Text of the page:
Bihar

Bihar Assembly Elections end on a note of suspense

A security official keeps a vigil as voters stand in queues to cast their votes at a polling station during the third phase of Bihar Assembly Elections, at Mahua in Vaishali district, Saturday, Nov. 7, 2020   | Photo Credit: PTI

The three-phase Bihar Assembly poll amid the COVID-19 pandemic and consequent economic slowdown ended on Saturday with around 55% voting for the third and final phase with 78 seats at stake.

Over the last month of relatively subdued campaigning due to the coronavirus outbreak, leaders of both alliances — the JD(U)-led NDA and RJD-led UPA — have addressed a series of public meetings every day. While the ruling NDA raised issues of Pulwama, the Ram Temple and CAA, the opposition focused on development, corruption and jobs for unemployed youths in a State where nearly 58% of the population below the age of 25.

Crucial campaign

While a month before the election, the prospects for the NDA was visibly bright with the caste and class combination adding up in their favour, the arrival of RJD leader Tejashwi Yadav changed the scenario with his whirlwind campaign. Mr Yadav addressed a marathon 247 public meetings, with an average of 19 a day.

Also read: Bihar Assembly elections | Mahagatbandhan will get more than 170 seats, says Tejashwi Yadav

His speeches raising issues of employment and promising 10 lakh government jobs attracted and electrified huge crowds of young people. Mr Yadav was the major campaigner for the UPA, addressing 51 public meetings for Congress candidates, and emerged as the face of change as opposed to three-time Chief Minister Nitish Kumar. In the process, the RJD leader also broke out of the party’s traditional MY(Muslim-Yadav) caste calculus while setting the poll narrative on development and economy including migration, poor health and education.

Also read: Bihar Assembly elections | Over 57% turnout in final phase, exceeds previous rounds of polling

Despite his relative youth, the RJD leader kept his cool and did not react to aspersions and jibes from Mr. Kumar, who cast aspersions on him and his family, and Prime Minister Narendra Modi, who termed him “jungle raj ka yuvraj (crown price of lawlessness)”.

Mr. Yadav also managed to ensure that there were no voices of dissension from any of his politically ambitious siblings.

On the other hand, JD(U) president and Chief Minister Nitish Kumar, who is otherwise known as Mr Cool, was often seen losing his temper during public meetings — sometimes berating protesting audiences and sometimes attacking on Tejashwi Yadav personally. At one public meeting at Harlakhi in Madhubani, onions were thrown at him apparently in protest against sky-rocketing prices of the kitchen staple, while at Parsa in Saran, his rally was interrupted by slogans of “Lalu Yadav zindabad”.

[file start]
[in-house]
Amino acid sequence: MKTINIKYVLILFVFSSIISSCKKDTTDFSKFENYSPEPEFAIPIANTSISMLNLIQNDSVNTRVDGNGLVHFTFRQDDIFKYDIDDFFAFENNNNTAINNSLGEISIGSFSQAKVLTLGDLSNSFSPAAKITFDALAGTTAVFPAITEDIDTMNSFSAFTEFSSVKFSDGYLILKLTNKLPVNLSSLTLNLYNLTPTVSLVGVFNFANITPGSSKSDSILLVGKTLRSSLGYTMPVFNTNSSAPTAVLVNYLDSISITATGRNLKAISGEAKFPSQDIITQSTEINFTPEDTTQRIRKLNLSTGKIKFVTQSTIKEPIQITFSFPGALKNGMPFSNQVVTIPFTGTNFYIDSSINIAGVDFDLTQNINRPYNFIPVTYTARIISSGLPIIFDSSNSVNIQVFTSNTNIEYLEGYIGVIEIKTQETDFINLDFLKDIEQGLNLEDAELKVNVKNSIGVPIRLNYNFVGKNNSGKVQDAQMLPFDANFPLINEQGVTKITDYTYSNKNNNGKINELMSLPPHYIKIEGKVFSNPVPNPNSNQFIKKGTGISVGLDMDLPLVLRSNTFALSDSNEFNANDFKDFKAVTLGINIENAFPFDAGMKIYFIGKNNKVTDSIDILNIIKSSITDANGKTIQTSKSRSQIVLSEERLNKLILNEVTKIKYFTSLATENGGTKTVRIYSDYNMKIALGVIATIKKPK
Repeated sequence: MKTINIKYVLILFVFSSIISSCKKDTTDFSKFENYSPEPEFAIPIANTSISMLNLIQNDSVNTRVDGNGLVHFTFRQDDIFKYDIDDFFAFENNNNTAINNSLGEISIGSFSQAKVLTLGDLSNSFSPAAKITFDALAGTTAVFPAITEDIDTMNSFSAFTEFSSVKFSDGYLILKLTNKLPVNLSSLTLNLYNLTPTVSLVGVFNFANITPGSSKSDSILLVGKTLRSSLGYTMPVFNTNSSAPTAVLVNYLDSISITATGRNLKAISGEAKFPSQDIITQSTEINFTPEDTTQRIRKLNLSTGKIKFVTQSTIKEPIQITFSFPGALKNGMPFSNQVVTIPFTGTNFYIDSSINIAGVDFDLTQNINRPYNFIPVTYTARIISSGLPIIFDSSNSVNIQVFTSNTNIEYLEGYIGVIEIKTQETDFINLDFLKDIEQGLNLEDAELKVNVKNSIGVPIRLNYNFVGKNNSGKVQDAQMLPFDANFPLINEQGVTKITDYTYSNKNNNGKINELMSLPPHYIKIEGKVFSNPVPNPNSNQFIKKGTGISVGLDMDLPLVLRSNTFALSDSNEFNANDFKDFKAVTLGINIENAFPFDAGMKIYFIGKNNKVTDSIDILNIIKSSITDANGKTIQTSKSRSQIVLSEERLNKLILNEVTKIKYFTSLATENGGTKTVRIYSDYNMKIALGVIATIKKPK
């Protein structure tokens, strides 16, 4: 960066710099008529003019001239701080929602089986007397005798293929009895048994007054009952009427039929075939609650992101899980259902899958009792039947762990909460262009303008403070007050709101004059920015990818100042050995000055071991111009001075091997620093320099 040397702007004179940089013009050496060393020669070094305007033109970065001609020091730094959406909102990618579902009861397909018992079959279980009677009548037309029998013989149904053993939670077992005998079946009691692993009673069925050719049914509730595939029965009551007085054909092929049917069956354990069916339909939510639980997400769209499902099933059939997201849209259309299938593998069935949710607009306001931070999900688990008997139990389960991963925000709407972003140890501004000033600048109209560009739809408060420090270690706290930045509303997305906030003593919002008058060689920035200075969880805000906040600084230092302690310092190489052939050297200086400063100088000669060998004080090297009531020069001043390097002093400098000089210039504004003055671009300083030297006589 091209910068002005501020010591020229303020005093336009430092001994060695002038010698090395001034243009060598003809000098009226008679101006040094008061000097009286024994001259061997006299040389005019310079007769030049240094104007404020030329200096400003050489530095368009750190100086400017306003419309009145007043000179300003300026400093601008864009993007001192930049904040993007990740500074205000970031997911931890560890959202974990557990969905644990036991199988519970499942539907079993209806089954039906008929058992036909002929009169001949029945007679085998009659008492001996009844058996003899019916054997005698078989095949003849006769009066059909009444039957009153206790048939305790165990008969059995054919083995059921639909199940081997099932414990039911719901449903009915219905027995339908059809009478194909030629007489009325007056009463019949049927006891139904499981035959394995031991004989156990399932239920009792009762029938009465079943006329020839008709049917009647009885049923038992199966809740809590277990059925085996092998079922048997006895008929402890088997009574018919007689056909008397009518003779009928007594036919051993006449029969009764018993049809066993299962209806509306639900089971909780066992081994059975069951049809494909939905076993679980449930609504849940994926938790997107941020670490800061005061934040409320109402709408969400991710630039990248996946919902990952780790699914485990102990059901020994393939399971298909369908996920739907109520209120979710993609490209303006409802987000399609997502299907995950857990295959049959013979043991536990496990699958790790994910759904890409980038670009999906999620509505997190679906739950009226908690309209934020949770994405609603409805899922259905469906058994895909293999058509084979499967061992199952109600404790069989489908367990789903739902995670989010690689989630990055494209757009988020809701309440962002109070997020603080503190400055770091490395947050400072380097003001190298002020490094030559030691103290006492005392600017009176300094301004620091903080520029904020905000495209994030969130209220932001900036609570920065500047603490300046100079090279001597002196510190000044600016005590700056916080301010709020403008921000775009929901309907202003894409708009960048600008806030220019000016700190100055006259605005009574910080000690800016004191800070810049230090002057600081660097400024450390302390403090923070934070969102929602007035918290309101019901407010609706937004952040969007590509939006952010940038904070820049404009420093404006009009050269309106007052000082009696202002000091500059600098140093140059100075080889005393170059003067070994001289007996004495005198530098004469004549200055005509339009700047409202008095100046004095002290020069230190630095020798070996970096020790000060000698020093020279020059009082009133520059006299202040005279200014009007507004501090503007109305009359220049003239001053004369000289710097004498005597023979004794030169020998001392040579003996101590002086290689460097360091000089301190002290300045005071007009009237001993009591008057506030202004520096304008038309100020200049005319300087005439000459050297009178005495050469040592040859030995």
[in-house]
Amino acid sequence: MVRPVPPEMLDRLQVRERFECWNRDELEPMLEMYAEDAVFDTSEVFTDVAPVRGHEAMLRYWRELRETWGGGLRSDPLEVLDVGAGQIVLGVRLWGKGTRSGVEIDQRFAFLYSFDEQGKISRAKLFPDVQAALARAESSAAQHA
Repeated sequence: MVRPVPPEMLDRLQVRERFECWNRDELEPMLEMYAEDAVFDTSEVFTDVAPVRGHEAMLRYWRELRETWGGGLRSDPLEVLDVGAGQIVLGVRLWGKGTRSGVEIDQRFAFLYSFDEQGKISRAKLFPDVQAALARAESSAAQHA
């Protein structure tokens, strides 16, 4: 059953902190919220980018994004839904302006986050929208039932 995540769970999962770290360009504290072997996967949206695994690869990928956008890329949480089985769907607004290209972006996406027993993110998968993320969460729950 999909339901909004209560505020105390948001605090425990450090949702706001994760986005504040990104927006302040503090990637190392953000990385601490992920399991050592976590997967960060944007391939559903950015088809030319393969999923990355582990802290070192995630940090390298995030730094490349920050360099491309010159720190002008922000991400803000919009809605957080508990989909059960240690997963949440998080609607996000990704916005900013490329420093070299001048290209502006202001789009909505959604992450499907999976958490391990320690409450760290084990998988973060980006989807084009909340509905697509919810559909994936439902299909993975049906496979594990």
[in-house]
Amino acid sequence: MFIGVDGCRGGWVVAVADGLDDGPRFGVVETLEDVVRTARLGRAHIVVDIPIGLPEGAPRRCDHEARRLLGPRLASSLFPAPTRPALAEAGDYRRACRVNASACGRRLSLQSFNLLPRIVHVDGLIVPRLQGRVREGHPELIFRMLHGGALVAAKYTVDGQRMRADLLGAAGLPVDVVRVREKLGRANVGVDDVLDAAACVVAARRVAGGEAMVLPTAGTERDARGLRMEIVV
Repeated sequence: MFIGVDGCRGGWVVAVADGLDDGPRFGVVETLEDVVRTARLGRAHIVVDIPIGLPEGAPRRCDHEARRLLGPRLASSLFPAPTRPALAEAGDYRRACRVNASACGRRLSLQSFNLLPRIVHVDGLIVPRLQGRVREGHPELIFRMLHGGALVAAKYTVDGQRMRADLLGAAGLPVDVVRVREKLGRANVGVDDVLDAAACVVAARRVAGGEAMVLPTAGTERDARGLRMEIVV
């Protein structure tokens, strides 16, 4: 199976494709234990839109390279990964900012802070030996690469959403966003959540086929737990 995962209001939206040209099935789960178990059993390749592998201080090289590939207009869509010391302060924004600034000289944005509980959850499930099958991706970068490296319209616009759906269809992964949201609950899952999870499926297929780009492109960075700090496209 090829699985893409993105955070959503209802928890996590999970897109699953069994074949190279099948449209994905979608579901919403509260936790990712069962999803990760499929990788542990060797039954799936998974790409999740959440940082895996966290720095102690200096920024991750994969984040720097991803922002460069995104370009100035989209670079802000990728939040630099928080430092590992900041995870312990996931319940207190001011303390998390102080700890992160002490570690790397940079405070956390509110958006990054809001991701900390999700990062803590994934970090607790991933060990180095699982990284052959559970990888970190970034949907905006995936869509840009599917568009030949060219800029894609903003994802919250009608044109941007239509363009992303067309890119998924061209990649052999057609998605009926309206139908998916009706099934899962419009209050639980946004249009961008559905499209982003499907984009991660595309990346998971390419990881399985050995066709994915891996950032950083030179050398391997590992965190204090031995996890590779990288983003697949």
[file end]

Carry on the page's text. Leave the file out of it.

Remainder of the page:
Also read: Tejashwi confronts Modi on 2014 poll promise to reopen sugar mills in Champaran

Mr. Kumar was seen as having lost touch with common people over the last one year. He had stopped meeting journalists and people while relying heavily on a set of bureaucrats known to be close to him over the years.

Seeking votes for his fourth consecutive term, 69-year-old Mr Kumar seemed to acknowledge the anti-incumbency and at his last public meeting at Dhamdaha in Purnia on November 5, said this would be his last election and hoped “all is well that ends well”.

Apart from corruption and prohibition, the NDA campaign was also marred by confusion with the exit of the NDA ally Lok Janshakti Party (LJP) led by Chirag Paswan. The party put up candidates against most JD(U) candidates while leaving the field for the BJP.

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Mr. Modi also slammed Mr Yadav, reiterating his epithet of “jungle raj ka yuvraj in all his 12 public meetings and harping on “15-years of lawlessness of the previous RJD regime”. The Prime Minister and other BJP leaders also touted the scrapping of Article 370, the underconstruction upcoming Ram temple at Ayodhya, the Citizenship (Amendment) Act and invoked Chhatee and Ganga (deities) to woo the voters. However, these issues failed to resonate with the voters, especially the youth for whom “unemployment, corruption and migration” were the core issues deciding their vote preferences.

While UPA partner Congress contested 70 seats, its focus was on about 45 seats, with vigorous campaigning and clear electoral strategy.

It is surmised that in the final tally the Congress could add about 28-30 seats. The three Left parties, specifically the Communist Party of India (Marxist-Leninist) which contested 19 seats, too are expected to add significantly to the UPA tally. The CPI and CPM contesting six and four seats respectively, are likely to win four seats.

The result of the Bihar poll will be out of November 10.

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Printable version | Mar 3, 2021 8:29:28 AM | https://www.thehindu.com/elections/bihar-assembly/bihar-poll-ends-on-a-note-of-suspense/article33048856.ece

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